Small Ball: Fantasy Baseball Game Theory: Examining Drop Candidates


It might be hard to believe, but we’re closing in on the halfway point of the fantasy baseball season. There are a handful of ways to assess this new reality: 

  1. Wow, that was fast.
  2. Uh oh, there’s only 3.5 months left to make up ground in the standings.
  3. Well, actually, 3.5 months is still a decent amount of time.
  4. Man, this player stinks.
  5. On the other hand, this player has been awesome. Will it continue?
  6. Do I have injury reinforcements on the way?
  7. Should I drop this player? Trade this player? Acquire this player?

There are other thoughts that might be running through your head. And that’s a good thing. We need to constantly assess our team on a weekly (and sometimes even a day-to-day) basis.

The good thing about the halfway point of the fantasy baseball season is we now have pretty large sample sizes to draw from. It doesn’t mean a struggling player won’t turn it around and have a strong second half. We’ve seen plenty of examples of struggling players turning into league-winning assets in July-September. It also doesn’t mean a pleasant surprise (like a Ranger Suárez) won’t turn back into the old (but still solid) Ranger Suárez in the second half.

My goal in this week’s Small Ball article is to assess the fantasy baseball player pool and guide you through some of the tough midseason decisions you might have to make. Some of the questions I’ll address below are:

  1. Which players are near-universal drops?
  2. Which players are league-specific drops?
  3. Which players should you hold?
  4. Who are some targets to buy?
  5. Who are some targets to sell?
  6. How can I maximize these final 3.5 months of the season?

Let’s get started.


Our own Mike Mager writes a great Drops and Disasters series every week here at FTN. While I won’t be stealing his work, I want to piggyback on this conversation, because some of the most popular questions in our Fantasy Baseball Discord are about player drops.

Mike focuses on the premier 15- and 12-team NFBC contests – the Main Event and Online Championship, respectively. I’d like to go deeper than that. Many of you play in home leagues or head-to-head points leagues. In this section, I’ll highlight players you can drop in almost any league/format. I’ll be focusing on players who are rostered in the majority of leagues. You don’t need me to tell you to drop Rowdy Tellez.

Near-Universal Drops

Note: There are certainly some deeper leagues where these players could hold some value. Also, in 15-team NFBC leagues, depending on categorical needs, some of these players still could be worth a roster spot. 


  • Jeff McNeil
  • Keibert Ruiz
  • Spencer Torkelson
  • Wyatt Langford
  • Ke’Bryan Hayes
  • MJ Melendez
  • Andrew Vaughn


  • Chris Paddack
  • Kenta Maeda
  • James Paxton
  • Graham Ashcraft
  • Ryne Nelson
  • Griffin Canning
  • Taijuan Walker

In an effort to keep things brief, here’s a rapid-fire recap.

Hitters: McNeil doesn’t hit for power. He’s not hitting for average either (his only redeeming quality). Same goes for Ruiz. Torkelson is still widely rostered despite being optioned to AAA after a horrendous first half. Just cut your losses and use the roster spot for something else. I’m not banking on the same second-half resurgence he had last season. Langford was a helium draft pick who hasn’t figured it out. I’m not waiting around to see if/when he does. I’ve been burned by Hayes for seemingly three years straight. The moral of the story is: Don’t listen to spring reports about how he’s “retooled his swing.” He’s never going to be an impact bat. Melendez’s only value came when he was catcher eligible. Even if he still was, he’d still likely be a drop. Vaughn isn’t producing on an awful White Sox team. I’m avoiding mostly all White Sox unless you’re in trade discussions or named Tommy Pham (because anyone willing to throw hands on a last-place team will always play hard).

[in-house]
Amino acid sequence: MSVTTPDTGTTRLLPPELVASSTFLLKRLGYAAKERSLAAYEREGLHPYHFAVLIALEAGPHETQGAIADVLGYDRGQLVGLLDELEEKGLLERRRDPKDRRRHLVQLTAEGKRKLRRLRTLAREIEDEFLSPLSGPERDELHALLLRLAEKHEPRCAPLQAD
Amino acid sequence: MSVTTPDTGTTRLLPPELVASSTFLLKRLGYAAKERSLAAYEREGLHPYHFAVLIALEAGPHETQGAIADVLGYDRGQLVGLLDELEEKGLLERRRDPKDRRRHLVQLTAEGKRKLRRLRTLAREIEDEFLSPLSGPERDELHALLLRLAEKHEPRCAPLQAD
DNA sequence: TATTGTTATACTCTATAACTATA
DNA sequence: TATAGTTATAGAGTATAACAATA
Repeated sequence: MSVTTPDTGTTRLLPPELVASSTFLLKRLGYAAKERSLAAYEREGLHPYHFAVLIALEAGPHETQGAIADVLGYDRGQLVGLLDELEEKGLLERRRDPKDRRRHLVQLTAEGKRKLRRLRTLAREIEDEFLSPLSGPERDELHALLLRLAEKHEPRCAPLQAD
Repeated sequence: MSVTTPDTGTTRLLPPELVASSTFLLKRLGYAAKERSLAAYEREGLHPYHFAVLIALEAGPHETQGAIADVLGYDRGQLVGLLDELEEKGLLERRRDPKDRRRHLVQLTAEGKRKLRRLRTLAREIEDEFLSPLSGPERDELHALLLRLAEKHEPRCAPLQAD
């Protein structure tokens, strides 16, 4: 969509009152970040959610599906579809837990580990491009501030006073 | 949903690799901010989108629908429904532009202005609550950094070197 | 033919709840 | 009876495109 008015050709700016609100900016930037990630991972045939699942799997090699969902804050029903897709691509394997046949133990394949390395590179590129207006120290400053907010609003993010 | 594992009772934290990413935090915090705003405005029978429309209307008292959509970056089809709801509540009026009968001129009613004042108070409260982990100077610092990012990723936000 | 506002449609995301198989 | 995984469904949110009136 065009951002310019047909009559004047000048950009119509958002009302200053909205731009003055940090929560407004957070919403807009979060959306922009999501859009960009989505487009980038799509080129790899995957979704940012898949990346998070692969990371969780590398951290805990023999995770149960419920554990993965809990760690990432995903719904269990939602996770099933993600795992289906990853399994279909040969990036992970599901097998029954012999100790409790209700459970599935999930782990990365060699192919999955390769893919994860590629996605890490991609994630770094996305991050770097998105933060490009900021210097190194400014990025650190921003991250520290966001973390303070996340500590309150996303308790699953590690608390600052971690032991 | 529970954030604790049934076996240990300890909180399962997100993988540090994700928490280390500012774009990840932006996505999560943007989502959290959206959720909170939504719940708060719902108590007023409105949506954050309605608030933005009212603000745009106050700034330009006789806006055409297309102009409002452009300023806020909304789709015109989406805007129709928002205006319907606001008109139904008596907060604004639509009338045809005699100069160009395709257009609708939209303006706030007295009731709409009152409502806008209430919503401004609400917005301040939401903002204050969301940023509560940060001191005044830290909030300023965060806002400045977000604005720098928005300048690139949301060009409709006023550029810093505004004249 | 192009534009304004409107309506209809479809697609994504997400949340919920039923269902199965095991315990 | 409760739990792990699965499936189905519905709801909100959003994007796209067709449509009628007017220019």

Pitchers: Paddack just gave up another 8 hits as I wrote this article. Maeda is often hurt, can’t strike anyone out and is prone to blowups. Same goes for Paxton and Ashcraft. I don’t care if there’s win equity there. Nelson, for some reason, gets some love around the industry and has put together a few good outings. He’s not long for the Snakes’ rotation and is also allergic to K’s. Canning and Walker are still rostered in some leagues due to name recognition. Don’t bother. They aren’t good pitchers. Let someone else take the bait.

League-Dependent Drops


  • Cal Raleigh
  • Ian Happ
  • Oneil Cruz
  • Jorge Soler
  • Colton Cowser
  • Jackson Chourio
  • Shea Langeliers
  • José Caballero
  • J.D. Martinez*
  • Ceddanne Rafaela
  • Cedric Mullins
  • Will Benson
  • Paul Goldschmidt*

I won’t go through every name individually. This group has value in category leagues where they produce at an above-average to elite level in at least one category (think Caballero for steals). But they are drops in points leagues that penalize for strikeouts. I put an asterisk next to J.D. Martinez’s name because he’s very league-specific. If you roster Martinez (typically a DH-only asset) in a league with just one utility spot, he may hurt your roster flexibility if you already have more consistent players in that spot. Don’t hold Martinez in that case. Lastly, Goldschmidt is on this list because I believe his skills are actually diminishing. There’s also a decent chance you can (or already do) roster a first baseman who is more valuable. It’s a relatively deep position. 


  • Patrick Sandoval
  • Clarke Schmidt*
  • Kyle Harrison
  • Triston McKenzie
  • Aaron Civale
  • Miles Mikolas
  • Cal Quantrill 
  • Carlos Estévez 
  • Jalen Beeks
  • Michael Kopech

Pitchers are pretty self explanatory. The starters above are expendable in most leagues. Deep leagues are the only exceptions. I included Clarke Schmidt as an injury example. If your league has multiple IL spots, I can see holding him. In NFBC formats, he’s a drop, as are most pitchers expected to miss multiple months. The final three names are closers who might have some value in category leagues for saves. But they are risky assets who don’t hold much value otherwise.

Definite Holds

This is where leagues are won or lost. Below are players I believe are “must-holds.” The last thing you want to do is drop one of these players, watch your opponent pick them up and have them cook the final 3.5 months of the season. Don’t let that happen.

KANSAS CITY, MO – AUGUST 14: Seattle Mariners center fielder Julio Rodriguez (44) hits a go ahead RBI single in the ninth inning during a MLB game between the Seattle Mariners and the Kansas City Royals on August 14, 2023, at Kauffman Stadium in Kansas City


  • Corbin Carroll
  • Josh Bell
  • Nolan Arenado
  • Yainer Díaz 
  • George Springer
  • Nick Castellanos
  • Bo Bichette
  • Gabriel Moreno
  • Randy Arozarena
  • Julio Rodríguez